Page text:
The Post Sports Live panel debates whether or not Alex Ovechkin made a guarantee that the Capitals will win Game 7 against the New York Rangers. (Post Sports Live/The Washington Post)

Tradition is tradition, regardless of past results, so defenseman Karl Alzner rolled his shin-guard tape into a ball and prepared to shoot. Somewhere behind the cluster of reporters talking to a teammate, next to the laundry hamper for sweaters and the table for skate guards, was a blue trash can. Alzner had missed the day before the Washington Capitals lost Game 5 to the New York Rangers, then missed again before they lost Game 6. With no sightline, Alzner tossed the tape ball over the reporters and into the can. His eyes widened and he smiled.

“Wow,” Alzner hollered, drawing out the vowel with excitement. “That’s a good sign.”

Not that the Capitals sought omens entering Wednesday night’s winner-take-all meeting at Madison Square Garden, their third Game 7 against the Rangers in four seasons, and not that such omens would’ve come from used adhesive anyway. According to Alzner, more powerful sources of inspiration percolated around the dressing room.

Such as these questions: Can the Caps advance beyond the second round for the first time since 1998? Can they end their streak of nine straight series lost after a two-game lead disappeared?

And there is something else, Alzner said, this time looking around the room for teammates, not trash cans. Losing meant summer and summer meant scattering. It meant saying goodbye to a team many have called the tightest, closest-knit they’ve ever experienced.

Post Sports Live debates the Capitals' ceiling in the NHL playoffs coming off of a Game 7 win over the New York Islanders. (Post Sports Live/The Washington Post)

“The ultimate motivation for any team is a Stanley Cup, and then secondary to that is how much you enjoy being around the guys, and you don’t want it to end,” Alzner said. “As fun as summer can be at times, it’s way more fun being around the guys, going on the road, having the practices and chirping [at] each other. Secondary to winning a Cup, that’s the major motivation for us. I think we all feel the same way.”

For all the shadows of history cast over the Capitals during these playoffs, after perhaps their final practice together this season, the possibility of breaking apart felt even more terrifying.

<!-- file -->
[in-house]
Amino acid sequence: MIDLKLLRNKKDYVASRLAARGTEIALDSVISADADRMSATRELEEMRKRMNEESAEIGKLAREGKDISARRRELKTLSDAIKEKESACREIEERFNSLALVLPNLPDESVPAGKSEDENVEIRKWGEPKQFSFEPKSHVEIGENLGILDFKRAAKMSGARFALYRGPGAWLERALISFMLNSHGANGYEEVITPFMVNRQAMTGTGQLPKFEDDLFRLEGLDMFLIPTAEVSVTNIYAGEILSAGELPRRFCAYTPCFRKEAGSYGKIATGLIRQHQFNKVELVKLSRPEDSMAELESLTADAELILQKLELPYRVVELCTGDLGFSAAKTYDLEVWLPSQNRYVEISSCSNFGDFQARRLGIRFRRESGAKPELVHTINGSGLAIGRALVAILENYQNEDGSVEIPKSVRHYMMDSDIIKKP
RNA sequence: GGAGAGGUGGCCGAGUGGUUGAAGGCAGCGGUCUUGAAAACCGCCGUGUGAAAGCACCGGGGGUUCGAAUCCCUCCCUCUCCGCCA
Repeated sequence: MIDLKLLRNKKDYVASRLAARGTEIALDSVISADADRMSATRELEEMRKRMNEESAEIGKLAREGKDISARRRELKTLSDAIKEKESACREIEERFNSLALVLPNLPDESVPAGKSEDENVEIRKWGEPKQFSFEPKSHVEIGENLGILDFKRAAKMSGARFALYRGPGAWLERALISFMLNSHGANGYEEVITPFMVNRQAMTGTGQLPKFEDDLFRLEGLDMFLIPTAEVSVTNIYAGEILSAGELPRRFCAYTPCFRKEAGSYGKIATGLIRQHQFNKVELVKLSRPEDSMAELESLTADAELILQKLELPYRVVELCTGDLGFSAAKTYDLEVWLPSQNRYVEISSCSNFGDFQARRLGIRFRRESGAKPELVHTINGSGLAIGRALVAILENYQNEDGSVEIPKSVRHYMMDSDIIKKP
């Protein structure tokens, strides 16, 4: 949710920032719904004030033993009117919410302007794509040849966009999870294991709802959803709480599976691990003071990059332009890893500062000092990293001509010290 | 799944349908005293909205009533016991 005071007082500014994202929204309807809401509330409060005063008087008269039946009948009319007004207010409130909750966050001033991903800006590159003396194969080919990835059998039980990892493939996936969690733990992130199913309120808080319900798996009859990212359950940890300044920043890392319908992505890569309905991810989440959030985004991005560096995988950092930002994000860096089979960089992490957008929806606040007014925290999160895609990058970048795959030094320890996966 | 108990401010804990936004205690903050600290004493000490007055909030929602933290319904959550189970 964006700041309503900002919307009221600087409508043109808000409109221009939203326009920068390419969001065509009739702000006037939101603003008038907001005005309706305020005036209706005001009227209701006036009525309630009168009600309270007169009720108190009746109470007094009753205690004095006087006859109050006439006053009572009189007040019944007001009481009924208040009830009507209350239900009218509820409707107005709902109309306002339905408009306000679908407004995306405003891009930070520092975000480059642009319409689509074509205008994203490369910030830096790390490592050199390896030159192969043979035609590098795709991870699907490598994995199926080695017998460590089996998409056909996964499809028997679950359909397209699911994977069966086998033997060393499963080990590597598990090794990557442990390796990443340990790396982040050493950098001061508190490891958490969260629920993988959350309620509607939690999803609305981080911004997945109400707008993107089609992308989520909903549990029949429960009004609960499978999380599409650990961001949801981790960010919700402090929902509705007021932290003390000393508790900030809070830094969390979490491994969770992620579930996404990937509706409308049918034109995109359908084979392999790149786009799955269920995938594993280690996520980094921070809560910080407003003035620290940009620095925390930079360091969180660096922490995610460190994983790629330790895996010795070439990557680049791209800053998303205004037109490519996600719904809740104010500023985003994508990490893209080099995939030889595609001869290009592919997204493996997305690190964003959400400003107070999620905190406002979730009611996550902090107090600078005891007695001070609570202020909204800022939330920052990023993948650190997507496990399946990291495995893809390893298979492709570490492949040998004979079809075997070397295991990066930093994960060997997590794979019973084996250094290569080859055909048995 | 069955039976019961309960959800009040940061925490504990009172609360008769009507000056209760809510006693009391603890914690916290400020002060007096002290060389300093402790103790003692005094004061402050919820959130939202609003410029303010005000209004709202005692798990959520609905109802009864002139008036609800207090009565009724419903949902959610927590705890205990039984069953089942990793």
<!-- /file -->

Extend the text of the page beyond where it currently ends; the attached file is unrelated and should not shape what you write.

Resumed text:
“The intangibles are your team,” Coach Barry Trotz said. “And intangibles are the trust . . . to keep moving on and do something together. Is it a motivating factor? Absolutely it is. That group is tight-knit. That’s why I think they’ve been a special group this season.”

Their progress under Trotz has been well-documented, on individual levels (another 50-goal season from Alex Ovechkin, a historic year from Braden Holtby) and team-wide ones (improved penalty kill, tighter defensive structure, reduced volume of shots against). But before the postseason began, when the break allowed time to reflect and the Capitals fielded questions about what they had accomplished during the regular season, everyone mentioned how well they had gelled.

“This team, it’s a great group to be a part of,” forward Jay Beagle said Tuesday. “We’ve had a lot of fun and gone through a lot of things together this year. This is the tightest group I’ve been a part of in the NHL for sure. It’s just extra motivation. There’s a lot of motivation, a lot of things. But that’s just one thing. You don’t want to let your teammates down, the guy next to you, and you don’t want all this to end.”

Eventually, the Capitals will embrace summer. But not since a Stanley Cup finals run in 1998 has this franchise played beyond May 13, and Wednesday will mark Washington’s third time in seven seasons playing in a Game 7 on that date. On May 13, 2013, the Rangers bludgeoned the Capitals, 5-0, the last time Holtby allowed four goals in the postseason before Sunday’s Game 6. And on May 13, 2009, Washington fell to Pittsburgh, 6-2.

Those facts are irrelevant, Alzner insisted, because “we know who we are and we know what we can do, and we’re a completely different bunch of guys, in a completely different scenario.” He caught himself, his voice trailing off. “Well, maybe the same scenario.” After all, they had lost a two-game lead in 2010 to the Montreal Canadiens, and lost in two recent Game 7s to the Rangers. But they had also won last round’s winner-take-all at home against the New York Islanders, delivering their most suffocating performance of the year with their time together at stake.

So they were here again, another do-or-die match to decide their season, and beyond that whether they will reconvene in Arlington for practice or for exit meetings. Summer isn’t going anywhere. A win would vault them into the Eastern Conference finals for the third time in franchise history. It would end all that Game 7 torment. It would ensure they were still alive on May 14.

“We all look forward to summer,” Alzner said. “It’s our time to relax and see family and all that. I think when you can feel how close you are and we’re still a game and two rounds away from even being there, it just feels a lot closer, I guess. That’s something that’s important. I think you have that feeling, a little extra drive. Talking to [forward Troy Brouwer] about it, he said the further you get the more real it seems and the more serious it seems. I think we’re starting to feel that.”